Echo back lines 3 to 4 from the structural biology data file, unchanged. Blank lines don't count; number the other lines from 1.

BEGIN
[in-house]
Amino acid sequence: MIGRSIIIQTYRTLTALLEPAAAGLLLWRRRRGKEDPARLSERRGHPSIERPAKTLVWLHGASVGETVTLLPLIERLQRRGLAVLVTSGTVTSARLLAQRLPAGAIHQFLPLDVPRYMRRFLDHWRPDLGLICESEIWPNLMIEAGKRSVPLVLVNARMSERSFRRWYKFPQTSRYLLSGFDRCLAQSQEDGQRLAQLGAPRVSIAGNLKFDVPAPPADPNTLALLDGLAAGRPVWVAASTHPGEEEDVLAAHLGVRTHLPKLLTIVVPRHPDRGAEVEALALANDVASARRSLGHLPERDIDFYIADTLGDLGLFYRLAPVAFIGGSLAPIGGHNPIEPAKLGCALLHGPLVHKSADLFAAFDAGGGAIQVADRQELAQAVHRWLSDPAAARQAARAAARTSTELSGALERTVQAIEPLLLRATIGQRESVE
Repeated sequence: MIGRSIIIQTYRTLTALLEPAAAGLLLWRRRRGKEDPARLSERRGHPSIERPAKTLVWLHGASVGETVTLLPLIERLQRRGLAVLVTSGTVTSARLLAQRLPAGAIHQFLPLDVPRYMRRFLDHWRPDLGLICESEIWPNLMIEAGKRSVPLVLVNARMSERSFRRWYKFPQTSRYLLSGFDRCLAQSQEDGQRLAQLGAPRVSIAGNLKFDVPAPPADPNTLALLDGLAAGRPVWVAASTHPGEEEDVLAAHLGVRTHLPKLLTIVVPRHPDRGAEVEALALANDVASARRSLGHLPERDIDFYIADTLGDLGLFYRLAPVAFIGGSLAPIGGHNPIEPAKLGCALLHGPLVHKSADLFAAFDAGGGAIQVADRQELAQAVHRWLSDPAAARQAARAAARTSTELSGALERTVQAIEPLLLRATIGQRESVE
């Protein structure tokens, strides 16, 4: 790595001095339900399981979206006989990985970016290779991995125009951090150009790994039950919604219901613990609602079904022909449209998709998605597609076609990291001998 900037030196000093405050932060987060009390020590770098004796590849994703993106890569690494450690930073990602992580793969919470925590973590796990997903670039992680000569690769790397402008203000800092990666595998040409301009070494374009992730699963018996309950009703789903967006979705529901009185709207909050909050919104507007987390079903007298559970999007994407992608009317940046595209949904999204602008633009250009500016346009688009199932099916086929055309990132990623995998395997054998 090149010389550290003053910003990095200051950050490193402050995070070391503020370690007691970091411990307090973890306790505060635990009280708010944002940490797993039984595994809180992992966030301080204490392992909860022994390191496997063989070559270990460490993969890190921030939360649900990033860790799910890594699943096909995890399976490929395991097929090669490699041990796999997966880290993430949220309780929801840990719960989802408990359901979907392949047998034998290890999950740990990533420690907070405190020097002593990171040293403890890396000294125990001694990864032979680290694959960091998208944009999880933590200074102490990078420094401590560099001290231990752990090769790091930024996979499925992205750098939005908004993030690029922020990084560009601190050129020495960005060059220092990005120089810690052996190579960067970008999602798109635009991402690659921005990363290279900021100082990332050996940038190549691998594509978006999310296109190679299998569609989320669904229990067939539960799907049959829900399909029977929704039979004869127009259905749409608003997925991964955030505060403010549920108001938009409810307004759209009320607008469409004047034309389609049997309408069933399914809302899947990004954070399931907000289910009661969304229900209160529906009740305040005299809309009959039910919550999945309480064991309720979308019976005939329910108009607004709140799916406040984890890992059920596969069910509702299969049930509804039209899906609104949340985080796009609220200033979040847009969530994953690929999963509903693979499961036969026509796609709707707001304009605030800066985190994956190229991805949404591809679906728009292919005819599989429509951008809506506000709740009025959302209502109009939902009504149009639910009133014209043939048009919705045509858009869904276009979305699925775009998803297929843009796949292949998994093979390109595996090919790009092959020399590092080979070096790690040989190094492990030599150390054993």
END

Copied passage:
Repeated sequence: MIGRSIIIQTYRTLTALLEPAAAGLLLWRRRRGKEDPARLSERRGHPSIERPAKTLVWLHGASVGETVTLLPLIERLQRRGLAVLVTSGTVTSARLLAQRLPAGAIHQFLPLDVPRYMRRFLDHWRPDLGLICESEIWPNLMIEAGKRSVPLVLVNARMSERSFRRWYKFPQTSRYLLSGFDRCLAQSQEDGQRLAQLGAPRVSIAGNLKFDVPAPPADPNTLALLDGLAAGRPVWVAASTHPGEEEDVLAAHLGVRTHLPKLLTIVVPRHPDRGAEVEALALANDVASARRSLGHLPERDIDFYIADTLGDLGLFYRLAPVAFIGGSLAPIGGHNPIEPAKLGCALLHGPLVHKSADLFAAFDAGGGAIQVADRQELAQAVHRWLSDPAAARQAARAAARTSTELSGALERTVQAIEPLLLRATIGQRESVE
């Protein structure tokens, strides 16, 4: 790595001095339900399981979206006989990985970016290779991995125009951090150009790994039950919604219901613990609602079904022909449209998709998605597609076609990291001998 900037030196000093405050932060987060009390020590770098004796590849994703993106890569690494450690930073990602992580793969919470925590973590796990997903670039992680000569690769790397402008203000800092990666595998040409301009070494374009992730699963018996309950009703789903967006979705529901009185709207909050909050919104507007987390079903007298559970999007994407992608009317940046595209949904999204602008633009250009500016346009688009199932099916086929055309990132990623995998395997054998 090149010389550290003053910003990095200051950050490193402050995070070391503020370690007691970091411990307090973890306790505060635990009280708010944002940490797993039984595994809180992992966030301080204490392992909860022994390191496997063989070559270990460490993969890190921030939360649900990033860790799910890594699943096909995890399976490929395991097929090669490699041990796999997966880290993430949220309780929801840990719960989802408990359901979907392949047998034998290890999950740990990533420690907070405190020097002593990171040293403890890396000294125990001694990864032979680290694959960091998208944009999880933590200074102490990078420094401590560099001290231990752990090769790091930024996979499925992205750098939005908004993030690029922020990084560009601190050129020495960005060059220092990005120089810690052996190579960067970008999602798109635009991402690659921005990363290279900021100082990332050996940038190549691998594509978006999310296109190679299998569609989320669904229990067939539960799907049959829900399909029977929704039979004869127009259905749409608003997925991964955030505060403010549920108001938009409810307004759209009320607008469409004047034309389609049997309408069933399914809302899947990004954070399931907000289910009661969304229900209160529906009740305040005299809309009959039910919550999945309480064991309720979308019976005939329910108009607004709140799916406040984890890992059920596969069910509702299969049930509804039209899906609104949340985080796009609220200033979040847009969530994953690929999963509903693979499961036969026509796609709707707001304009605030800066985190994956190229991805949404591809679906728009292919005819599989429509951008809506506000709740009025959302209502109009939902009504149009639910009133014209043939048009919705045509858009869904276009979305699925775009998803297929843009796949292949998994093979390109595996090919790009092959020399590092080979070096790690040989190094492990030599150390054993």